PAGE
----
Self-Taught African Teenager Wows M.I.T. (and Other Innovators Changing Africa’s Fate)

The news the world receives from the continent of Africa is almost uniformly bad, and this is certainly an unjust situation. A recent parody ad campaign by Norwegian Erik Schreiner Evans attempts to say as much; Evans’ Africa for Norway spoof intends to send the message to “stop treating Africans like passive recipients of aid, and recognize that the continent is more than the sum of its problems.” This message may have some effect on the tendency of major news and aid organizations to capitalize on the suffering of African people, but recent stories highlighting the ingenuity and self-sufficiency of African teenagers may do more to change perceptions. First, there is the story of four Nigerian teenagers who debuted their “urine-powered generator” at the 2012 “Maker Faire Africa” in Lagos, a story that made headlines in international news. Another prodigy, from Sierra Leone, has made a splash with his ability to turn garbage into useable technology. Fifteen-year-old Kelvin Doe—a.k.a. D.J. Focus—has wowed engineers by building his own batteries, generators, and transmitters with scrounged-up spare parts and youthful resourcefulness.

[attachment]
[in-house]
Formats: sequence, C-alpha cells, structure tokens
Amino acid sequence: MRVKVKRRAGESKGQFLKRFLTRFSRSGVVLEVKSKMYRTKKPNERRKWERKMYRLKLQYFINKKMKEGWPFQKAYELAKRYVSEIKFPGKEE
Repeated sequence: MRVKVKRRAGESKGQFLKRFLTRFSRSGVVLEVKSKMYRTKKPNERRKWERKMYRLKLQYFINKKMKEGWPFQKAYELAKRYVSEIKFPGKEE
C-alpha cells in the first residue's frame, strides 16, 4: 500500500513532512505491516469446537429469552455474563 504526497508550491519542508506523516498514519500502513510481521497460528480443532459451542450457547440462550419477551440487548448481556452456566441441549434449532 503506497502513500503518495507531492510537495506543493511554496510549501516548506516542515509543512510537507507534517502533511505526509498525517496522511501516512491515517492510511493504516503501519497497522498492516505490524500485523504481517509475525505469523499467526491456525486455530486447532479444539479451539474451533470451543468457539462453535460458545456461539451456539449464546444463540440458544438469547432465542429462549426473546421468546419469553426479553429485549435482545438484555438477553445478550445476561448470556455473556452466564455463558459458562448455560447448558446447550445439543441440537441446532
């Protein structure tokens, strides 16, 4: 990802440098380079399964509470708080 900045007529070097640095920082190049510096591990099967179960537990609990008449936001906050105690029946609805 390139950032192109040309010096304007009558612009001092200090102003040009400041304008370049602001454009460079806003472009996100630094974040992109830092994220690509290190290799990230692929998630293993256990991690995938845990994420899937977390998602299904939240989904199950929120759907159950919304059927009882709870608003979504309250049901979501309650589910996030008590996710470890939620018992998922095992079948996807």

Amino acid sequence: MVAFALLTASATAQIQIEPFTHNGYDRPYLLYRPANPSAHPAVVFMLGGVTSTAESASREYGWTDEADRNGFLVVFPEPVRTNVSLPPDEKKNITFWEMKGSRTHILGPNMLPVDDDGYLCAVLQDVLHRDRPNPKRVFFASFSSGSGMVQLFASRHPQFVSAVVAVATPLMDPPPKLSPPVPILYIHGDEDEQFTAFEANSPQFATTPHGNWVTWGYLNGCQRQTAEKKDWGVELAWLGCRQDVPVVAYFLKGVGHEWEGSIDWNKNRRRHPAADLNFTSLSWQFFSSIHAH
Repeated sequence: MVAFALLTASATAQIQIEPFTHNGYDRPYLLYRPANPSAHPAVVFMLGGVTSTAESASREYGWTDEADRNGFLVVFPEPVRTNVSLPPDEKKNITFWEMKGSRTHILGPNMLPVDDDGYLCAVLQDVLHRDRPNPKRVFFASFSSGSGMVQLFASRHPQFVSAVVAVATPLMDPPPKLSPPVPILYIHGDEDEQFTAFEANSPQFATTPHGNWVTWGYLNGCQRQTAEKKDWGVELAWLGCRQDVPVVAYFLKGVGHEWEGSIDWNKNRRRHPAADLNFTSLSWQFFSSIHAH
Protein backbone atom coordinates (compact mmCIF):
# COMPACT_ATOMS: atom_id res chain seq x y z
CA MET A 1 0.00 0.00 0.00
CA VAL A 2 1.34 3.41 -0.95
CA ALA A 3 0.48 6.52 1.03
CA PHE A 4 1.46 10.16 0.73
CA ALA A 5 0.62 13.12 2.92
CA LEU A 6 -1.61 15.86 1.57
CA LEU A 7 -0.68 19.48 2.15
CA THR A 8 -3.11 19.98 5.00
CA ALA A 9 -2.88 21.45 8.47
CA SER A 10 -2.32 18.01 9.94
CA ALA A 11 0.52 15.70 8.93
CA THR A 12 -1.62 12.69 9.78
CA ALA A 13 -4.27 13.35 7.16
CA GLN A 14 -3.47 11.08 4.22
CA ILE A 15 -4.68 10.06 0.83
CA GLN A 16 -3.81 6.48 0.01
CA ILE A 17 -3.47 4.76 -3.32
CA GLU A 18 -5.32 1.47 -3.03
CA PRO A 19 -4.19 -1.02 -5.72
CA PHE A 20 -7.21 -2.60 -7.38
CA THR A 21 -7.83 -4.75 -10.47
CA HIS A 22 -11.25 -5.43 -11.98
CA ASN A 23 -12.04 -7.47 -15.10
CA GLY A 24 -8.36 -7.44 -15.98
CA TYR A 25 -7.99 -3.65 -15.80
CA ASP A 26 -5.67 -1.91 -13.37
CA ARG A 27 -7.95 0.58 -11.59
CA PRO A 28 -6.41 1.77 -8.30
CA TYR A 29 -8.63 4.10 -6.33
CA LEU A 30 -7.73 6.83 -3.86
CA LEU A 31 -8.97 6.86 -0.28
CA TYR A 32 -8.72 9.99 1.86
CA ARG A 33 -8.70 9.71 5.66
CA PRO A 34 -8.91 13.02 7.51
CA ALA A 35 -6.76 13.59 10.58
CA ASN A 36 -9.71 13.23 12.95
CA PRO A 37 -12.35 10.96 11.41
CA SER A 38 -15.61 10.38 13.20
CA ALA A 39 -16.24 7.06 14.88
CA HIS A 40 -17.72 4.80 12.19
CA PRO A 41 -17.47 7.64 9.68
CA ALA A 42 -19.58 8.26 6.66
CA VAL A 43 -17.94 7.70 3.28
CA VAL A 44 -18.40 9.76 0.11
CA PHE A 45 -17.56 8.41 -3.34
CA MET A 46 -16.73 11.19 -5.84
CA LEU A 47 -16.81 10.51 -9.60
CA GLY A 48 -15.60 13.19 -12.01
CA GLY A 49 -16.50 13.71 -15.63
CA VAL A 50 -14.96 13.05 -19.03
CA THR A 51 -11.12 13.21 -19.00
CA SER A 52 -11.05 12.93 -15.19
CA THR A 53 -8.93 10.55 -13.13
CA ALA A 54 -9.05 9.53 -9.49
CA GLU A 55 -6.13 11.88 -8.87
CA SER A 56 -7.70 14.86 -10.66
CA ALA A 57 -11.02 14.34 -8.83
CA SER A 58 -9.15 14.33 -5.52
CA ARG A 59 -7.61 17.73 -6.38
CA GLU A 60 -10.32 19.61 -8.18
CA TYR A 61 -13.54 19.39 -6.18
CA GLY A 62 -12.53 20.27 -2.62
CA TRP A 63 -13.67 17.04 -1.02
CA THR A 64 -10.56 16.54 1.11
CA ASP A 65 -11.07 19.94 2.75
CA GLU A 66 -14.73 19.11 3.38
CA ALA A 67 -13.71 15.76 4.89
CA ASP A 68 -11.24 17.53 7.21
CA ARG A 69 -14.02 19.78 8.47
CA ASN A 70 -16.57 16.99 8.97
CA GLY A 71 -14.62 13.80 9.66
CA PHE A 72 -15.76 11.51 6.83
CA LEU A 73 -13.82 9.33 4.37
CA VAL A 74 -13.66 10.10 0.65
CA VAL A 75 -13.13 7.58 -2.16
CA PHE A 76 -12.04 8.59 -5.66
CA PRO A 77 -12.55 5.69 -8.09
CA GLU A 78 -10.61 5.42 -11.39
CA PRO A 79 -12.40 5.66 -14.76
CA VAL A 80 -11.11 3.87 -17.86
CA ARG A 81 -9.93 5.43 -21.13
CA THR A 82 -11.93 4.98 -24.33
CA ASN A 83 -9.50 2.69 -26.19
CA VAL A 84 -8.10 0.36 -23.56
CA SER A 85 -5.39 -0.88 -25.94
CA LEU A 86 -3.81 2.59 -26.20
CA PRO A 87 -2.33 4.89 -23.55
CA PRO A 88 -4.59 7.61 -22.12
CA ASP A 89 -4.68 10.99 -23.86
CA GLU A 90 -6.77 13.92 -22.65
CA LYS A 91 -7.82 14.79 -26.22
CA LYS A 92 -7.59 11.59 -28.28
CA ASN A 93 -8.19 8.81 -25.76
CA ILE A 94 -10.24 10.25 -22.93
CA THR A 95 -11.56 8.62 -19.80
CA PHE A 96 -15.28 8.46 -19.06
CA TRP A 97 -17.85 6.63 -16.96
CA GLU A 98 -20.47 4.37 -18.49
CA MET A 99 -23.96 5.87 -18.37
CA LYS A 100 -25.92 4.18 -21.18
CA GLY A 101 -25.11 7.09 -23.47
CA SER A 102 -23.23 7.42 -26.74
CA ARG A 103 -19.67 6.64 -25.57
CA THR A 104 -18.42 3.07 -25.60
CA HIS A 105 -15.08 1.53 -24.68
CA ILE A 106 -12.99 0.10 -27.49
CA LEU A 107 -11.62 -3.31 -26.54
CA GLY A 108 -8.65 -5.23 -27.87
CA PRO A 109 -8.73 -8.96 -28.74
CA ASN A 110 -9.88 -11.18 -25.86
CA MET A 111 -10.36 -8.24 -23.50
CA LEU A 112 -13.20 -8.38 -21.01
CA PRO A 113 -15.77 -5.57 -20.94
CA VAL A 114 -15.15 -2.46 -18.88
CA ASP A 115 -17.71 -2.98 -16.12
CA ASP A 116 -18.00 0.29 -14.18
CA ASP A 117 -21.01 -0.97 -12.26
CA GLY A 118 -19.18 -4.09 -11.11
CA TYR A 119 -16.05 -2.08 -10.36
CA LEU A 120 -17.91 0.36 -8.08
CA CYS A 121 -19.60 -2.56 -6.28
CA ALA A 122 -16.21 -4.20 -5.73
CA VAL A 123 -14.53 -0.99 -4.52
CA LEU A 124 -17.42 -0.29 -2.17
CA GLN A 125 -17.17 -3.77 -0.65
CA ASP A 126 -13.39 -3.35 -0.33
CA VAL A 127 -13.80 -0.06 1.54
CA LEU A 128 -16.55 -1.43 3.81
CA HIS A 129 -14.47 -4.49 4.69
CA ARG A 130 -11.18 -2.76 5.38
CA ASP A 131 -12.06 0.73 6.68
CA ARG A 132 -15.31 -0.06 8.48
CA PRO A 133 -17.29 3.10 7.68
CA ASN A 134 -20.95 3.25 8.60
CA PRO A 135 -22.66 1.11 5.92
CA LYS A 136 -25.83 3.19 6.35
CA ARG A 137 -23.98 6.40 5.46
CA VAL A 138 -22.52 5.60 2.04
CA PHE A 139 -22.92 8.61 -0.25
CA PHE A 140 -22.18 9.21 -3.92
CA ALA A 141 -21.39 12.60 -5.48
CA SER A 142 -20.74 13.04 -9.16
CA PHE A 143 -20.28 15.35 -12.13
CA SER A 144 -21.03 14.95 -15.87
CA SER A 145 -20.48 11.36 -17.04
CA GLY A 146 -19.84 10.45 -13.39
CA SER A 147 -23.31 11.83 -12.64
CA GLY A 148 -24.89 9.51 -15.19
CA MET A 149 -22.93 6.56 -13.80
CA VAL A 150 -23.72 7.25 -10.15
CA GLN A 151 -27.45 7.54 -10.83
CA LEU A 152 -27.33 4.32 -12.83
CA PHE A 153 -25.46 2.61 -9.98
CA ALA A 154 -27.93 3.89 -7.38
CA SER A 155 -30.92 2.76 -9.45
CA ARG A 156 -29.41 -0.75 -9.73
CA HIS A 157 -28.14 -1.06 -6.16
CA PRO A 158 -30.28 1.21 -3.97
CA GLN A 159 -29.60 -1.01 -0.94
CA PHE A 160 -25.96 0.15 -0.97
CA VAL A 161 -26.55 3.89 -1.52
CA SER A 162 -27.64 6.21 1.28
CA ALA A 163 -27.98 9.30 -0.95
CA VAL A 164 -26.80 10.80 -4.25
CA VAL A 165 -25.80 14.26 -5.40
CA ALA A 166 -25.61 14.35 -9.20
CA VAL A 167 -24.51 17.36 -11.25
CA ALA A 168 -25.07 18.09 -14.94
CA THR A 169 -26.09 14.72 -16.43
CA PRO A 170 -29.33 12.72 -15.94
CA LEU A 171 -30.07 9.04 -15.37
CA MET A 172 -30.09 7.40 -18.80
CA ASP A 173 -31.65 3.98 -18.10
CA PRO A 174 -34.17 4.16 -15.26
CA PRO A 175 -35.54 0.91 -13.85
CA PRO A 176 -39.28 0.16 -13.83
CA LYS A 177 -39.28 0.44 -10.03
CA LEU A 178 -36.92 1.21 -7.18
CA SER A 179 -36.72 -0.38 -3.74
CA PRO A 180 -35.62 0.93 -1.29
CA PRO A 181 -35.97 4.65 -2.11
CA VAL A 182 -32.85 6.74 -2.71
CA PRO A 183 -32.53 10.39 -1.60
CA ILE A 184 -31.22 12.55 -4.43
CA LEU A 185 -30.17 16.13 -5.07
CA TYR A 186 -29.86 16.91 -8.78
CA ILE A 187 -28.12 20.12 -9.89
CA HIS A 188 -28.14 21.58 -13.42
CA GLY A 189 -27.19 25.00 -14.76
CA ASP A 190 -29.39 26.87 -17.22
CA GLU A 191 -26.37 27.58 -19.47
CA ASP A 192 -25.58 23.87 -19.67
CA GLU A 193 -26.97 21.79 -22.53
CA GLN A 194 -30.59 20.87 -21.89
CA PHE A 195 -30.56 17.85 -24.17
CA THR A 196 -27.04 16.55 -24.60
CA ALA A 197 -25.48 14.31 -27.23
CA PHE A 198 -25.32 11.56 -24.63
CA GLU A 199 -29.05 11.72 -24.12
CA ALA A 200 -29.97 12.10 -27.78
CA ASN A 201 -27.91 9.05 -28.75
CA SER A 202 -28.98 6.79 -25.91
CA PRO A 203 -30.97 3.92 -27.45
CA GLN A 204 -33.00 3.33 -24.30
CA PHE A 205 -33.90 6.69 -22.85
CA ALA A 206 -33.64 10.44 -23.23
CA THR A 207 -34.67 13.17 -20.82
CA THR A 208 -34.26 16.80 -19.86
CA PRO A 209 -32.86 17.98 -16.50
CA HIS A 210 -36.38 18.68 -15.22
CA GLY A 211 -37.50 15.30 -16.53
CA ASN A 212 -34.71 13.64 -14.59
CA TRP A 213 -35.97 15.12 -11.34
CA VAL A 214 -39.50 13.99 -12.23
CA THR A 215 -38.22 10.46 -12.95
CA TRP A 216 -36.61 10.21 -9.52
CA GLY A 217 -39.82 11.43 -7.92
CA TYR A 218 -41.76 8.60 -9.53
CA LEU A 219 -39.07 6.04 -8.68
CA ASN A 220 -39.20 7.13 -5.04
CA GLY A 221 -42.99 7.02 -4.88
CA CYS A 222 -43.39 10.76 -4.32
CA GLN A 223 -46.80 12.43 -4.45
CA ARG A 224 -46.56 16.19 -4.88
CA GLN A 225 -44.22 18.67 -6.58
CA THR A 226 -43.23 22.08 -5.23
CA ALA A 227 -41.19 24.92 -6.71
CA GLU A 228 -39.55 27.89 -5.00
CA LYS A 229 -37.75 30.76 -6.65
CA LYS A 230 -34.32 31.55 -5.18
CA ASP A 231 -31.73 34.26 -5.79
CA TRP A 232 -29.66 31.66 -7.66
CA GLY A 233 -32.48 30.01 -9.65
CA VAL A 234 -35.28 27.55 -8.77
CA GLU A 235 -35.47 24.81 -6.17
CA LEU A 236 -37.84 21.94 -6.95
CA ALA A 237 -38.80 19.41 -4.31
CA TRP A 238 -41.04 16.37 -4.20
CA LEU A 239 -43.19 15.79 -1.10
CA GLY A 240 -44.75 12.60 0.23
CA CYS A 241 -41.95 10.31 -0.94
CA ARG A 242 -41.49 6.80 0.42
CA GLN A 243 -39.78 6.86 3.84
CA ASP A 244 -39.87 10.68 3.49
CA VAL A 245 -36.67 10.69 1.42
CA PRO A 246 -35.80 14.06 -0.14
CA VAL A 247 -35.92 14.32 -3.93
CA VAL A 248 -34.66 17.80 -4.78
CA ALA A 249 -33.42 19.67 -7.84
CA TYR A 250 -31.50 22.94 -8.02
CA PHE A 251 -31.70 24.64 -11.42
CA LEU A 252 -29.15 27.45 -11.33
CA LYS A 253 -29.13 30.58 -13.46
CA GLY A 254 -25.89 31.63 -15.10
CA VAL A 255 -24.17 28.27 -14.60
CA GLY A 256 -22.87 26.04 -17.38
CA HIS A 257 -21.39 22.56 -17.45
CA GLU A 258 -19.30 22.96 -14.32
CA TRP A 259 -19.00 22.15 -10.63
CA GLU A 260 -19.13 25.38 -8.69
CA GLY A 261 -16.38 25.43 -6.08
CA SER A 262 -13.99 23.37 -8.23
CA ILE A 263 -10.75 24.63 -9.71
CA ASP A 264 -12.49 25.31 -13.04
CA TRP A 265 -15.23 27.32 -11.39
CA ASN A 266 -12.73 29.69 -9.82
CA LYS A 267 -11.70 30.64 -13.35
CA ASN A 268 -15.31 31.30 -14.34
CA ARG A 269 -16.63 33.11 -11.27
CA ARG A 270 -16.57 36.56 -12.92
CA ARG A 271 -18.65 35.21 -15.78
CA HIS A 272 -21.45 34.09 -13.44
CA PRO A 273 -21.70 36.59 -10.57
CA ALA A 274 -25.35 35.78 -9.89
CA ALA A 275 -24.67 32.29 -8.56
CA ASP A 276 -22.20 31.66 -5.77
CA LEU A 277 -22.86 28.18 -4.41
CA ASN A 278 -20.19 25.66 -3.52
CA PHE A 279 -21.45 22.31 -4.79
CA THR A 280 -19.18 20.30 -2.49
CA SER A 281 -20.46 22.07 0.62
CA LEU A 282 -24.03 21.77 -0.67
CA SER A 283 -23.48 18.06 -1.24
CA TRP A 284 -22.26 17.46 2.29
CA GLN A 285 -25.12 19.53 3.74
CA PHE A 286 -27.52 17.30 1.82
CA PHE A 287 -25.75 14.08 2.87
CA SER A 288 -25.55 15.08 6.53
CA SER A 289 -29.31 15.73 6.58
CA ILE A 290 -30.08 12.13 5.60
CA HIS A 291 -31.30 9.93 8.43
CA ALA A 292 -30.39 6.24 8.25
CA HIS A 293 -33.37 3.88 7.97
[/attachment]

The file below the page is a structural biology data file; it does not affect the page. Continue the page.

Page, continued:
The above THINKR video profiles Kelvin, with interviews from engineers like MIT doctoral student David Sengeh, also from Sierra Leone, who has used his connections to help young people like Kelvin develop their talents for the benefit of their war-torn and impoverished country. Kelvin’s a pretty amazing young guy. He explains his alter-ego “D.J. Focus” as part of his personal ethos: “I believe if you focus, you can do an invention perfectly.” Kelvin hosts his own radio show, which provided the impetus for his tech innovations. Kelvin’s story struck a chord: the short video garnered over three-million views in just ten days.

A more recent episode of THINKR’s “Prodigies” series profiles Kelvin’s mentor, David Sengah, whose research focuses on designing comfortable prosthetic limbs, an interest he developed through his own experience of the ten-year Sierra Leone Civil War, during which rebel forces amputated limbs to intimidate their opposition.

Kelvin Doe and David Sengah are extraordinary inventors, but they are only two examples of a steady stream of African tech innovators, artists, writers, and entrepreneurs dedicated to changing their countries’ fates and thereby changing the official narrative of Africans as helpless victims.

Josh Jones is a doctoral candidate in English at Fordham University and a co-founder and former managing editor of Guernica / A Magazine of Arts and Politics.



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